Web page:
Lunchtime is a long time in politics: Brexit Stage 2 or not

Time is an important commodity in politics. The problem for the British government and its Brexit negotiation strategy is that time is running out. The EU27’s test of ‘sufficient progress’ on the so-called three divorce issues: EU citizens’ rights, financial settlement, and the Irish border are difficult enough to overcome as this week has proven.

Failure to move on to Stage 2 in the next two weeks would effectively end meaningful negotiations on Britain’s exit from the European Union. Theresa May’s torturous and carefully crafted position to balance her party and cabinet whilst reassuring business and remain voters that there would be a future relationship with the EU is coming unstuck. Studied ambiguity has played well for her. She has maximised the use of rhetoric to make it clear that Britain wants a close and ongoing relationship with the EU whilst ‘delivering’ the narrow vote of the British people to leave. Almost all of the big strategic dilemmas in this approach have been left in the air. This week has shown that they need to be addressed.

The DUP’s objection to regulatory alignment to ensure continued trade between north and south in Ireland is a microcosm of a much bigger issue that needs to be addressed. Does the UK government want Britain to remain wedded to the European model of trade or does it want the freedom to create a new approach that would maximise the benefits of the freedom from the EU? There is a very real prospect of a stand-off between the harder Brexit position of key members of the cabinet, the DUP and the Prime Minister’s softer Brexit position. The DUP has triggered a widespread discussion not just about close alignment of Northern Ireland to the EU but also whether this should be UK-wide. This has then opened the possibility for key Cabinet supporters of Brexit of an outcome that would limit Britain’s capacity to forge independent trade deals after 2019.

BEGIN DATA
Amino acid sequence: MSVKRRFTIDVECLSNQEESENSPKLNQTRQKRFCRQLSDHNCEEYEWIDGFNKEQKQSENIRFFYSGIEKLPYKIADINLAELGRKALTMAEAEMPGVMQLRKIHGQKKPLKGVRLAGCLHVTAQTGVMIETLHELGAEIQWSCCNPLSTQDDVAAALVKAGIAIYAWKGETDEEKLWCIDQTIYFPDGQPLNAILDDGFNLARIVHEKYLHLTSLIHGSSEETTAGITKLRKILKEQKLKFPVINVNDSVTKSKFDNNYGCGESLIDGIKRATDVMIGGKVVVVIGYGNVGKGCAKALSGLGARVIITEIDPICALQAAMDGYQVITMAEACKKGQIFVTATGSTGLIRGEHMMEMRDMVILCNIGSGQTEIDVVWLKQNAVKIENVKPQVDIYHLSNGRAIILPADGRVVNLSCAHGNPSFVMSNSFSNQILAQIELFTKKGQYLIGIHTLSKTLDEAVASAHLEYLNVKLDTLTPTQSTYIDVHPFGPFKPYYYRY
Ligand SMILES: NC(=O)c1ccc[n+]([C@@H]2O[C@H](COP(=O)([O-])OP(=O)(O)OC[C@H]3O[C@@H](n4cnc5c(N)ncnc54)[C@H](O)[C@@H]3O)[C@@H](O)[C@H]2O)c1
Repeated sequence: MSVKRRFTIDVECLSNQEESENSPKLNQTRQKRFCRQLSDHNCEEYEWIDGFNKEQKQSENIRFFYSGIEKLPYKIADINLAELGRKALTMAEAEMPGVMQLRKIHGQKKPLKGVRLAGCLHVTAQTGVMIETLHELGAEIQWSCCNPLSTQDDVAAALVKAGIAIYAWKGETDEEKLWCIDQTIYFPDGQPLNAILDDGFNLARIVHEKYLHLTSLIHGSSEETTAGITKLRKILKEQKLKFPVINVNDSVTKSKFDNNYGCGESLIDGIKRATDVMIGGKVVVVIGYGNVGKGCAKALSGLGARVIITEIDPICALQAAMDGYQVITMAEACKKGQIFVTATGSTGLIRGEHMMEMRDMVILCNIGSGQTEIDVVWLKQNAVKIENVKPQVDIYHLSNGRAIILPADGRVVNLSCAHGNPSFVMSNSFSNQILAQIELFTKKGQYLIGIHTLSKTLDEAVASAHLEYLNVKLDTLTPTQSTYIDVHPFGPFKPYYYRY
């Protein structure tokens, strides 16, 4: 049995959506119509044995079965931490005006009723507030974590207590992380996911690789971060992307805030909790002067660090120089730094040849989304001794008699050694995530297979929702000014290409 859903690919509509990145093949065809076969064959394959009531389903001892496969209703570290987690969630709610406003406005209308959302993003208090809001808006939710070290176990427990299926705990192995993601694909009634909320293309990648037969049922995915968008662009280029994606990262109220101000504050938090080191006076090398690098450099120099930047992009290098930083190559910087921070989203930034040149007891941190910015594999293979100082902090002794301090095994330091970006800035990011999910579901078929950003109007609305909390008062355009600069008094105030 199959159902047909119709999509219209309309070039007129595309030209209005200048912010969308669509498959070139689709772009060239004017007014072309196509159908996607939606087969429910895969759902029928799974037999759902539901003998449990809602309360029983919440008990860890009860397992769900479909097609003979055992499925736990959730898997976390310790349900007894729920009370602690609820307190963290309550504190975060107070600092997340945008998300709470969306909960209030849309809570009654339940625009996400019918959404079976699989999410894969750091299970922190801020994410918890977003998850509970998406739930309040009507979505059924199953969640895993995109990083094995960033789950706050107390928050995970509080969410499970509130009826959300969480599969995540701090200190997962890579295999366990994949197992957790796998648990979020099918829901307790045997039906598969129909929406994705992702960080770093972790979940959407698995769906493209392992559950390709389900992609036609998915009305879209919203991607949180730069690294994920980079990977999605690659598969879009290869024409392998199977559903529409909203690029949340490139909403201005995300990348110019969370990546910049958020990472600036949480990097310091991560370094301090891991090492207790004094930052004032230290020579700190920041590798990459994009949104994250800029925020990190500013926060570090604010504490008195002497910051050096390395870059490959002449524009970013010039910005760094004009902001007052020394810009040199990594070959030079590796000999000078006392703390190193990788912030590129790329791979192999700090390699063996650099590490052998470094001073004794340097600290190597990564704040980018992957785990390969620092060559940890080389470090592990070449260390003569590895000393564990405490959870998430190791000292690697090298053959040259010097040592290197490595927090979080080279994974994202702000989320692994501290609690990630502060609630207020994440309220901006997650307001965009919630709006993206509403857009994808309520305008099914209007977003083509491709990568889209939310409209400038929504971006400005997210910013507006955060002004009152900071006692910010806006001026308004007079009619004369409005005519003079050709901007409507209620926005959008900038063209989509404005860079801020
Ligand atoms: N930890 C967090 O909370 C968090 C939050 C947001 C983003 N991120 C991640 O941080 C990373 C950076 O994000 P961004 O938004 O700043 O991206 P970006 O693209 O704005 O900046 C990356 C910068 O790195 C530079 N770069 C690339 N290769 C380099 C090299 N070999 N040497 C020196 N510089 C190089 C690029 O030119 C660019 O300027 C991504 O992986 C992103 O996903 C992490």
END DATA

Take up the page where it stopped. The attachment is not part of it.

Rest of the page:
The real divisions in British politics are becoming apparent. There is a majority in the House of Commons and the House of Lords for Britain remaining in the single market and customs union. This has been a cowed majority, partly because of the Prime Minister’s strategy of delivering a unique deal in Stage 2 that would incorporate all the good benefits from the single market and customs union without some of the restrictions imposed by remaining. We face a potential crisis in British politics with the collapse of the government’s 18-month strategy and the prospect of a ‘no deal’. Will this embolden cross-party initiatives to impose an alternative Brexit strategy?

The smart money would be on a typical EU negotiation fudge. The problem for the British negotiating stance is that the DUP are a crucial element in maintaining the government’s majority in the House of Commons, and historically the DUP have been averse to backing down on points of Unionist principle. Unfortunately for the Prime Minister, what was a technical fix to help deal with the Irish government’s concerns has opened a potential divergence in the treatment of the component parts of the UK.

There remains the very real possibility that Britain will be facing no deal, leaving the EU and joining the WTO, and trading with our biggest single trading block without the current preferential system. The first impact of this will be felt by the exchange rate, with damaging uncertainty and dislocation that would be paid for in the price for sterling. The second impact would be on businesses regarding investment in the UK – contingency plans will be put into place for a completely different trading environment. This will feed through to the political process as business lobby groups demand action to avoid this situation.

The questions remain: is there a sustainable political solution that doesn’t involve Theresa May heading a Conservative-led government? Is there political bravery among the opposition and Conservative backbenchers to support an alternative negotiating plan? What is clear is that Keir Starmer is right in suggesting that the government should seriously consider pausing the Brexit process and allowing time for the UK to craft a negotiation position that commands greater support.

Professor Colin Thain
Department of Political Science and International Studies